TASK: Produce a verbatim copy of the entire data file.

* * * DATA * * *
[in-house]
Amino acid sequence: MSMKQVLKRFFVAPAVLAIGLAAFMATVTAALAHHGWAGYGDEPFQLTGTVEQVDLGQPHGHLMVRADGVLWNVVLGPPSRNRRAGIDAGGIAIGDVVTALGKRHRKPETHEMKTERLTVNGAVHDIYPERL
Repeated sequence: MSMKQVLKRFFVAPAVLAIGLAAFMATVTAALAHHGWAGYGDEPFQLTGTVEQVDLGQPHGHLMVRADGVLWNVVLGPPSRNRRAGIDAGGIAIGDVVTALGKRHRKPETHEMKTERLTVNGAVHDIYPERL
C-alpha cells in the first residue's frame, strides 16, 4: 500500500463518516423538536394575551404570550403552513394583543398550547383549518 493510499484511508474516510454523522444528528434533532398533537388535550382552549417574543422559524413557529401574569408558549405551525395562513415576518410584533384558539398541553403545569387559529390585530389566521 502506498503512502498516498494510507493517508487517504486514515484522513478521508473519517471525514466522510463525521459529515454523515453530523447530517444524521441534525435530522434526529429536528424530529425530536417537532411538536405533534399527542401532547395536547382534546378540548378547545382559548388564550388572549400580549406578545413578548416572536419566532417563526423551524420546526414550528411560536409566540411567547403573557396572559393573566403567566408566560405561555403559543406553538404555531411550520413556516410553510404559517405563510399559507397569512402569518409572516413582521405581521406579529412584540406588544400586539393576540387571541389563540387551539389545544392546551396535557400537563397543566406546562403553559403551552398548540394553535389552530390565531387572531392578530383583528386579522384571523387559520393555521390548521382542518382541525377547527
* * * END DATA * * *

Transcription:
[in-house]
Amino acid sequence: MSMKQVLKRFFVAPAVLAIGLAAFMATVTAALAHHGWAGYGDEPFQLTGTVEQVDLGQPHGHLMVRADGVLWNVVLGPPSRNRRAGIDAGGIAIGDVVTALGKRHRKPETHEMKTERLTVNGAVHDIYPERL
Repeated sequence: MSMKQVLKRFFVAPAVLAIGLAAFMATVTAALAHHGWAGYGDEPFQLTGTVEQVDLGQPHGHLMVRADGVLWNVVLGPPSRNRRAGIDAGGIAIGDVVTALGKRHRKPETHEMKTERLTVNGAVHDIYPERL
C-alpha cells in the first residue's frame, strides 16, 4: 500500500463518516423538536394575551404570550403552513394583543398550547383549518 493510499484511508474516510454523522444528528434533532398533537388535550382552549417574543422559524413557529401574569408558549405551525395562513415576518410584533384558539398541553403545569387559529390585530389566521 502506498503512502498516498494510507493517508487517504486514515484522513478521508473519517471525514466522510463525521459529515454523515453530523447530517444524521441534525435530522434526529429536528424530529425530536417537532411538536405533534399527542401532547395536547382534546378540548378547545382559548388564550388572549400580549406578545413578548416572536419566532417563526423551524420546526414550528411560536409566540411567547403573557396572559393573566403567566408566560405561555403559543406553538404555531411550520413556516410553510404559517405563510399559507397569512402569518409572516413582521405581521406579529412584540406588544400586539393576540387571541389563540387551539389545544392546551396535557400537563397543566406546562403553559403551552398548540394553535389552530390565531387572531392578530383583528386579522384571523387559520393555521390548521382542518382541525377547527